Security Experts Slam Obama's Crypto SmackdownStop "Fetishizing Our Phones," President Warns
Information security and cryptography experts have slammed President Obama's remarks on crypto, warning that they risk escalating the increasingly contentious "Crypto Wars 2.0" debate over whether weakened crypto is strong enough to protect everyday individuals from criminals, foreign spies or surveillance overreach by governments (see Why 'Cryptophobia' Is Unjustified).
See Also: Move Beyond Passwords
Without saying the word "backdoor," Obama used a March 11 appearance in Austin, Texas, to argue that law enforcement agencies need weak-enough crypto to be able to access any data or communications as part of an investigation, provided they have a court order. He also decried anyone who took an "absolutist view" on crypto for "fetishizing our phones above every other value," arguing that public safety requires privacy concessions (see Feds Counter Apple's Arguments Over iPhone "Backdoor").
Some cybersecurity and cryptography experts also have taken exception to the president warning that unless the U.S. technology industry works with the government, it will lead to "sloppy and rushed" politics and Congress failing to grasp related "privacy and civil liberties" repercussions before it passes any new, related laws.
Obama delivered his privacy and security remarks at the annual film, music and media conference South by Southwest, during a discussion with Texas Tribune editor Evan Smith. The president prefaced his remarks by noting that he couldn't "comment on the specific case" involving the FBI obtaining a court order requiring Apple to help it decrypt an iPhone that was seized during the course of an investigation. But he spoke on broad security and privacy issues that parallel the debates now underway in that case, and likened strong encryption to "walking around with a Swiss bank account in [your] pocket."
Proxy Debate: Apple vs. FBI
Obama's remarks have quickly stoked the increasingly heated debate between the pro-encryption and pro-backdoor camps, as exemplified by the Apple versus FBI case. The specifics of that case, of course, continue to be debated in court, as well as more broadly. U.S. Attorney General Loretta E. Lynch, for example, delivered a keynote presentation earlier this month at the RSA Conference in San Francisco, as part of an apparent hearts-and-minds campaign being waged by the Obama administration. "Do we let one company - no matter how great the company, no matter how beautiful its devices - decide this issue for all of us?" she rhetorically asked at the conference.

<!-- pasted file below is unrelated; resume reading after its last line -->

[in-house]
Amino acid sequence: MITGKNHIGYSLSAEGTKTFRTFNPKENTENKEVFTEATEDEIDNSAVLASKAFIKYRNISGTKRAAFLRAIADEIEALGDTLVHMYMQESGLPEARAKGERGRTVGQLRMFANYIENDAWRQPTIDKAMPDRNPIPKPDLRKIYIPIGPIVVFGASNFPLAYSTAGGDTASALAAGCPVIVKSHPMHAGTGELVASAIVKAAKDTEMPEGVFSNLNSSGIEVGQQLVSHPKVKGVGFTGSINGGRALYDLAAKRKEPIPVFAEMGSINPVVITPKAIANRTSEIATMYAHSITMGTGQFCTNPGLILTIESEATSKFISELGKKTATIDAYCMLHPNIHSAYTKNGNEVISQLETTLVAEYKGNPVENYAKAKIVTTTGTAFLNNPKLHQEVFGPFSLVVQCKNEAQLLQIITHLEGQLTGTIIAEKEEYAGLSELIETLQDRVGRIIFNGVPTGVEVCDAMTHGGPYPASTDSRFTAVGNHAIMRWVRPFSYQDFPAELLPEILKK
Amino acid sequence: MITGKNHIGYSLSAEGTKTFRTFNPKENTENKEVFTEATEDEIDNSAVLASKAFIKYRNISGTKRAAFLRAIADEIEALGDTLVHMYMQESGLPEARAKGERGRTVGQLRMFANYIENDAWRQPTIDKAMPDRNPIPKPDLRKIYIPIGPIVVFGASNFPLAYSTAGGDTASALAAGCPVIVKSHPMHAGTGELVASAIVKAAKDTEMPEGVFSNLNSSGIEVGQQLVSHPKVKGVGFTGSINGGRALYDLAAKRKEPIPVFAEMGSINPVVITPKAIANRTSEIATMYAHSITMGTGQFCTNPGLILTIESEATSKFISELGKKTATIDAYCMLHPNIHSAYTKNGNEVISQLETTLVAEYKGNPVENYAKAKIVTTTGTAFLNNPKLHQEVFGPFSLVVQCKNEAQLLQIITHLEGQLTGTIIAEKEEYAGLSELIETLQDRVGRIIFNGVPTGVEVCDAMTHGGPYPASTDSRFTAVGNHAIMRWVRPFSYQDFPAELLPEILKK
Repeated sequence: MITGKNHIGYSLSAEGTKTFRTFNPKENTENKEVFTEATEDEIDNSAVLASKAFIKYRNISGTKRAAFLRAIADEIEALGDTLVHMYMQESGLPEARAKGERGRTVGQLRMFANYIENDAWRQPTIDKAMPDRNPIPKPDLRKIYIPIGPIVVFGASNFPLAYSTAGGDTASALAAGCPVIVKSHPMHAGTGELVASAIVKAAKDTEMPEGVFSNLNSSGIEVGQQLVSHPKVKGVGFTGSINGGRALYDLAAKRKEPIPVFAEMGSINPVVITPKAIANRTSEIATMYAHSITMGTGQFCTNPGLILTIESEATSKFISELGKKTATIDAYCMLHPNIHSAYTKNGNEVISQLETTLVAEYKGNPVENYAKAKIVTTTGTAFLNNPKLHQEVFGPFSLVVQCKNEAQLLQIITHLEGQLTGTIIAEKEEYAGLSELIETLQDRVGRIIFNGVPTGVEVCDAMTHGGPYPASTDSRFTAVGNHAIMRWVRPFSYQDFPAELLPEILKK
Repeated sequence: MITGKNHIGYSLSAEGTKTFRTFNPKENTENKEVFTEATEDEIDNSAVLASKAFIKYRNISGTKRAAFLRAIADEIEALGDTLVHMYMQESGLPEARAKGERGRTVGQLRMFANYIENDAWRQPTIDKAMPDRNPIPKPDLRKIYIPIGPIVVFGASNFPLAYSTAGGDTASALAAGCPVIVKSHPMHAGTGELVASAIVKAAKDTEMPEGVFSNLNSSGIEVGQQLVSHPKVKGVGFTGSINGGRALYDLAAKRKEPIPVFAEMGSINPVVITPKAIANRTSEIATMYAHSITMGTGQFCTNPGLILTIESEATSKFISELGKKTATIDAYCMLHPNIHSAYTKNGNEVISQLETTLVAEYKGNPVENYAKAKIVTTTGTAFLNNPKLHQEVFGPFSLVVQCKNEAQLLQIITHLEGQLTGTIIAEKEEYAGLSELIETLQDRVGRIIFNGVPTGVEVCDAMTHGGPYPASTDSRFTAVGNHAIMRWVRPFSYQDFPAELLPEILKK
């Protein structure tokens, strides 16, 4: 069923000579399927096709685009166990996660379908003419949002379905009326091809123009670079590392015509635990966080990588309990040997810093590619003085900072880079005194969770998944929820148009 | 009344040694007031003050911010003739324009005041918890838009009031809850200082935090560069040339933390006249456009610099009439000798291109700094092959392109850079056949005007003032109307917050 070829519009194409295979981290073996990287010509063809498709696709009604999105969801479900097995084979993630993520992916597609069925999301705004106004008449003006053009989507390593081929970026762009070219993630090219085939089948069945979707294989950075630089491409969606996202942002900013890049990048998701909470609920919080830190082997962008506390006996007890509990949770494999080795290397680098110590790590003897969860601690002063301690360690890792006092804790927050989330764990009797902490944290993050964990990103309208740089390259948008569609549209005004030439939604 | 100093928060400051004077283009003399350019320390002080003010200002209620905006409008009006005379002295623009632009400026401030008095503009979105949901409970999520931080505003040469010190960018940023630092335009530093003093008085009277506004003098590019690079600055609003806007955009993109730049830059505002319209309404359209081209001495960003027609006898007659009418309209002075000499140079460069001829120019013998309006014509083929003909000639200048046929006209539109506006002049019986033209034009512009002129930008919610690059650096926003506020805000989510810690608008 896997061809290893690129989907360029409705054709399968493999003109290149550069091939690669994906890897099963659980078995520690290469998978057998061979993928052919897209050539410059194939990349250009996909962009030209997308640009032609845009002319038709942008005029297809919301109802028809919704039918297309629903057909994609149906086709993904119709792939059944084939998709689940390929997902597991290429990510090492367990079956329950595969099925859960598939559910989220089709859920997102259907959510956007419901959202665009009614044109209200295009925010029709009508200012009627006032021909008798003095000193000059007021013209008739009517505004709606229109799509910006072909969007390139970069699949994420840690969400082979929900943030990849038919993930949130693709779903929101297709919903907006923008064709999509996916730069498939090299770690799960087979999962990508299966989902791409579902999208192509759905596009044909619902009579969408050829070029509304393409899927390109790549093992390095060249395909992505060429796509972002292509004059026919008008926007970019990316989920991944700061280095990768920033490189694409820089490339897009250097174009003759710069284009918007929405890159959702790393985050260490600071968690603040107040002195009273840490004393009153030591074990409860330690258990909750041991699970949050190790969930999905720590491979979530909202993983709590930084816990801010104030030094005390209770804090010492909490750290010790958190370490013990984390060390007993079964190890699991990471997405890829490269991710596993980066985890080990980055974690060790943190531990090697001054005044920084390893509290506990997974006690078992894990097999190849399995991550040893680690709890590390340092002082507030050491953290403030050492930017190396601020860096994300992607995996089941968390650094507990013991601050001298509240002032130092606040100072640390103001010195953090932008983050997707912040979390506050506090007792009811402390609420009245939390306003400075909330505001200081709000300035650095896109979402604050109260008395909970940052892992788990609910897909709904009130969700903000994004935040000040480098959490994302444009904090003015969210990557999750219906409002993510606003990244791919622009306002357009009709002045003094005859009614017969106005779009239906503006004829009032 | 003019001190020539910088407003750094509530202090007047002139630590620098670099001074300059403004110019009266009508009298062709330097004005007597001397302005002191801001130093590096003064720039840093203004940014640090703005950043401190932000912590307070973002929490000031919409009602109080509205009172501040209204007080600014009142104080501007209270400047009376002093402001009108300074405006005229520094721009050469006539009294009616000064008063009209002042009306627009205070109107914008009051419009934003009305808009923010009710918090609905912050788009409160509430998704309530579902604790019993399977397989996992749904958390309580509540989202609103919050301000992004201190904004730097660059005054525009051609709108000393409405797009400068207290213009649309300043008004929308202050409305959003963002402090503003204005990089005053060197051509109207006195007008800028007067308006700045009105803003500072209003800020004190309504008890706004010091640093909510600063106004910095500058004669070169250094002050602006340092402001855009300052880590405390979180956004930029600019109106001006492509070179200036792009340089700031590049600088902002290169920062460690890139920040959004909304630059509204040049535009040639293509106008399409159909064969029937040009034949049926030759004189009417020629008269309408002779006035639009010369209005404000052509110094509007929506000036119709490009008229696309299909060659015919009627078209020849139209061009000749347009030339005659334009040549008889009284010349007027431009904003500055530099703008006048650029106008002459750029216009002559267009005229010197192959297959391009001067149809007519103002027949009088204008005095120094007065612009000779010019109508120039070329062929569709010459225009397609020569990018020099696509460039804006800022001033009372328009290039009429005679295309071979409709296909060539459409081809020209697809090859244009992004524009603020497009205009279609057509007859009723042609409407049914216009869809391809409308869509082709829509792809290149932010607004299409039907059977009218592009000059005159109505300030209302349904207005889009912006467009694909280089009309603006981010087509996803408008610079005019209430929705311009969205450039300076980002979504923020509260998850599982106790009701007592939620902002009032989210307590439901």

But her talk followed a panel that included some of the world's leading cryptographers, who unanimously agreed that only "strong security" - including strong encryption - would keep people safe, even if that might make some law enforcement investigations more difficult (see RSA Conference Debates Apple vs. FBI).
Appearing at RSA, U.S. Secretary of Defense Ashton Carter also dismissed the push for - and implied definition of - backdoors. "It's not realistic and it's not technically accurate," he said (see Highlights of RSA Conference Crypto Debate).
Opportunities for Abuse
Apple CEO Tim Cook last month labeled the court order requiring Apple to unlock the phone of one of the San Bernardino shooters "dangerous," saying it attempts to compel Apple to build a weakened version of iOS. Many legal and technology experts worry that the court-ordered creation of this "FBiOS," as some pundits have labeled it, would set a precedent allowing the government to order any developer or organization to write any code that investigators required, or to disable any related security controls, during the course of any investigation.
While that might sound fine in theory, many privacy experts warn that this would create new opportunities for abuse. For example, "the hackers who accessed celeb iCloud accounts in 2014 used a forensic tool designed for cops to download the data," says Christopher Soghoian, principal technologist at the American Civil Liberties Union, via Twitter.